Monday, January 14, 2013



IWS Documented News Service


Institute for Workplace Studies----------------- Professor Samuel B. Bacharach

School of Industrial & Labor Relations-------- Director, Institute for Workplace Studies

Cornell University

16 East 34th Street, 4th floor---------------------- Stuart Basefsky

New York, NY 10016 -------------------------------Director, IWS News Bureau





[full-text, 57 pages]



Press Release 8 January 2013

Bersin by Deloitte Predicts Global Talent Challenges in the Face of Business Expansion Will Drive HR, Talent and Learning Needs

Strategic CHROs who focus on transforming their HR teams, technologies and skills will likely stand above their peers

OAKLAND, California, Jan. 8, 2013Bersin by Deloitte, a leading provider of research-based membership programs in human resources (HR), talent and learning, today announced new research that predicts that as businesses around the world expand in 2013, they will face a growing shortage of talent and leadership. This will drive an accelerated need for business agility, career development and talent mobility programs, leadership development and re-engagement of the workforce.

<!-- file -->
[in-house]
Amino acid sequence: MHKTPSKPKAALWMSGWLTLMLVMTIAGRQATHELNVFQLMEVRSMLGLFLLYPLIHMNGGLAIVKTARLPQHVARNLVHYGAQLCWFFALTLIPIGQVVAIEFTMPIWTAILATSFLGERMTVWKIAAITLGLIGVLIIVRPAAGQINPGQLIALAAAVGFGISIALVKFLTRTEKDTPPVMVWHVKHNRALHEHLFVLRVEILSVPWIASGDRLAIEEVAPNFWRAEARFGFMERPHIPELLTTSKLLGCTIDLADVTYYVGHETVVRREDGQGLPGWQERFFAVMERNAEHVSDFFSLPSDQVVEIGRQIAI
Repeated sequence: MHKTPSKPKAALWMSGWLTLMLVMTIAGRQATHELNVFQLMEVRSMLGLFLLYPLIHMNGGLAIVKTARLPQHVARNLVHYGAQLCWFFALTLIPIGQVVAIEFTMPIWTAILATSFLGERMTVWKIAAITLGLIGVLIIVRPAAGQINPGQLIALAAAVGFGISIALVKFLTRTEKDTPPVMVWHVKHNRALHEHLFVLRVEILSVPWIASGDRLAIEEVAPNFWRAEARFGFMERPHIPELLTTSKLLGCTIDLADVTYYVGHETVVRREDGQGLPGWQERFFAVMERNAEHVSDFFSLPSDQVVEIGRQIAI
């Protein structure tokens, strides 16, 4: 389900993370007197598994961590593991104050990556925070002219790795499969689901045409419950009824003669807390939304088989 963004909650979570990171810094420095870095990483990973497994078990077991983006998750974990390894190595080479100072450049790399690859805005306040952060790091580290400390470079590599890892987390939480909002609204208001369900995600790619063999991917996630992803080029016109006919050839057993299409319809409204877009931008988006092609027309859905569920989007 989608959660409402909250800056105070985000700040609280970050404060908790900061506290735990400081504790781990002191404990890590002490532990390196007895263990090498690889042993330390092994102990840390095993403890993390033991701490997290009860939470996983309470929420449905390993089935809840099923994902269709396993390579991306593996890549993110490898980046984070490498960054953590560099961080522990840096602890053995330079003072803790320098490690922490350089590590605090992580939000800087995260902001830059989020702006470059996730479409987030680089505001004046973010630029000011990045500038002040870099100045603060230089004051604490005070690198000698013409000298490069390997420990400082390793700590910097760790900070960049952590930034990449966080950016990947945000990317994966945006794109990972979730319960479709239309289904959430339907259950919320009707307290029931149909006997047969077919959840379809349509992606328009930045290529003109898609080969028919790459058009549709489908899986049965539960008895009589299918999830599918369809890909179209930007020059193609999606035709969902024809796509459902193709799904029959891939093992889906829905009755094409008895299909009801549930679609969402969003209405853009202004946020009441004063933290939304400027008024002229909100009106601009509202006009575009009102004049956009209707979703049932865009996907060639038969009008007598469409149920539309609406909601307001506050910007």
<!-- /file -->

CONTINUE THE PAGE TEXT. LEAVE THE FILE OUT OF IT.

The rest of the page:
Bersin by Deloitte delivers its outlook in Predictions for 2013: Corporate Talent, Leadership and HR—Nexus of Global Forces Drives New Models for Talent. Available now to Bersin WhatWorks® members and on a complimentary basis to non-members, this new report provides an annual review of the key business, training and talent management trends for business and HR leaders to consider in strategic planning and budgeting for the coming year.

The report points out that while compliance and core HR programs continue to be business-critical, they often do not add enough value in today's global business environment. Chief HR officers (CHROs) and their teams who have found a way to automate, streamline and outsource such "non-strategic" parts of their operations and focus on more strategic initiatives will likely outperform their peers.